Mob Experts on The Sopranos, Week 8
Jeff and Jerry C., my friend—
We've disagreed about a lot of things over the years, but this takes the cake. Were we watching the same show? The Sopranos writers have become as sluggish as the Yankees' bats. In my opinion, the last three episodes were just plain boring. They might think about dumping the very excellent soundtrack and get some second-rate wedding singer to belt out "Feelings." No kidding, I thought that Jerry, Elaine, Kramer, and George would be at Hugo's barbeque birthday party, because, man, that was a story about nothing. Nothing happened and there was no plot. Now I know why reality television is so popular. If you rolled the cameras into a barbeque at my house this summer, I promise there would be a better story line. Seriously, the success of The Sopranos was due to the plot—great and memorable stories, like the killing in the frozen woods. Now it's mostly character-driven in the As the World Turns genre. As some Hollywood mogul once said, "To make a good movie, you need a good story."
I can't even stop here. Did we really need Carmela to defend Tony's ethnicity when her mother was embarrassed in front of her "aristocratic friends"? Yeah, yeah, defending Tony showed that she really still loved him (leading to sex in the pool). How sweet! I'd like to know more about sausage so low in fat that you can place it on a light-colored shirt and it will not stain. This is a mob boss? The episode could have been improved if Hugo took a shell out of his pocket, placed it in the Beretta, and blew Tony away for screwing up his daughter's life. Now, that's a story!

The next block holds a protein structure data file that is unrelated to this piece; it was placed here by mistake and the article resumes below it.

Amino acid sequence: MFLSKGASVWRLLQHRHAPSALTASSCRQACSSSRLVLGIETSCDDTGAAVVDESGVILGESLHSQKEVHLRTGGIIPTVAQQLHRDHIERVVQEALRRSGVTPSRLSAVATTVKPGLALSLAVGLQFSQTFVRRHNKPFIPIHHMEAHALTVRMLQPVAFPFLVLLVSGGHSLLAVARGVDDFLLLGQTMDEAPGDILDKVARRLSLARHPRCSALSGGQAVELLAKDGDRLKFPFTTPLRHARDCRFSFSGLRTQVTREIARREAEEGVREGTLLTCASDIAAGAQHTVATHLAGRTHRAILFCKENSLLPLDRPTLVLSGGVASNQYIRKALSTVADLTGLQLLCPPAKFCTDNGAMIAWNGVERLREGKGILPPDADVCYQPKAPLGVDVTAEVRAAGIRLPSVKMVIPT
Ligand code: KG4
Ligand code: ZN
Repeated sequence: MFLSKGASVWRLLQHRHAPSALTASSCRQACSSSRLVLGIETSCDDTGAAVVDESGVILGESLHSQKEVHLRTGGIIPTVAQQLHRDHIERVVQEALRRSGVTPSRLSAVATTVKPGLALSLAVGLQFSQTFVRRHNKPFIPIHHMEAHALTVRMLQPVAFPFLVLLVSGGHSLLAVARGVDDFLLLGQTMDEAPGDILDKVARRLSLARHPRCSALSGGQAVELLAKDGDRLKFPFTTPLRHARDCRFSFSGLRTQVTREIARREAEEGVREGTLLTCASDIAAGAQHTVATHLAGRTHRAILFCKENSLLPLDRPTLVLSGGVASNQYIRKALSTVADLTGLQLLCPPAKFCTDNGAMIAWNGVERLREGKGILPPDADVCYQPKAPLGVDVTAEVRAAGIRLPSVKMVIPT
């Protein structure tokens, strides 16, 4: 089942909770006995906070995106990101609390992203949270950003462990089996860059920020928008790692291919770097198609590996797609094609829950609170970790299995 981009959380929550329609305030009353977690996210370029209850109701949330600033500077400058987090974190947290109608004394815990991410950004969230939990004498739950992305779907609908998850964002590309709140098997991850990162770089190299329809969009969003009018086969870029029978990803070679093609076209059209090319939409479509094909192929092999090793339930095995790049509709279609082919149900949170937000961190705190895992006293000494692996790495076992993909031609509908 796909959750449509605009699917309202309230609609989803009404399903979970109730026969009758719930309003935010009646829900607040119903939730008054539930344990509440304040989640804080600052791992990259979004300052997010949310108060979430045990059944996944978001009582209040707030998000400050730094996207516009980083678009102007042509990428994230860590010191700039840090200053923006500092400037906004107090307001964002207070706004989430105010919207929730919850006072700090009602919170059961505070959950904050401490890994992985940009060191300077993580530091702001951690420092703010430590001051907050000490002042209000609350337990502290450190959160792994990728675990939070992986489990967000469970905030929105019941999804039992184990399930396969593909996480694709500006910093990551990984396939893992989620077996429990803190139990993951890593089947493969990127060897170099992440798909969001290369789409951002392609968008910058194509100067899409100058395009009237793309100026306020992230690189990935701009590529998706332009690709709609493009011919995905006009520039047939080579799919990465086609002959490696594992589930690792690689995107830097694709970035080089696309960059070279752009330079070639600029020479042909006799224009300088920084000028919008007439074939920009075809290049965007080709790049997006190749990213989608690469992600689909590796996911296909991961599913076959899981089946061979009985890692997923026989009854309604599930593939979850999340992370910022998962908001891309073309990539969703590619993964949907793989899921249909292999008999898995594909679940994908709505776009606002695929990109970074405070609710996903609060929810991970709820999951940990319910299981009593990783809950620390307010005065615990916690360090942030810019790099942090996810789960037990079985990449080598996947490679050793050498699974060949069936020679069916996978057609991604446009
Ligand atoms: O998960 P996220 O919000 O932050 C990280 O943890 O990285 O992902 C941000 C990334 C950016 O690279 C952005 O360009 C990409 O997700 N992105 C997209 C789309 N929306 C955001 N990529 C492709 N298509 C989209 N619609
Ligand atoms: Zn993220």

But, in the end, all is not lost. In one minute, we have the promise of a story with the double murder and the injured foot. If Tony B. is ever prosecuted, I can just picture his sentencing. With tears rolling down his cheeks he will plead with the judge, "I'm sorry, Judge, I did it because Carmela hurt my feelings." Boo hoo. That's when the wedding singer comes in. Scene goes to dark.
Gerald Shargel has represented many high-profile clients, including John Gotti. He is a practitioner in residence at Brooklyn Law School, where he also teaches.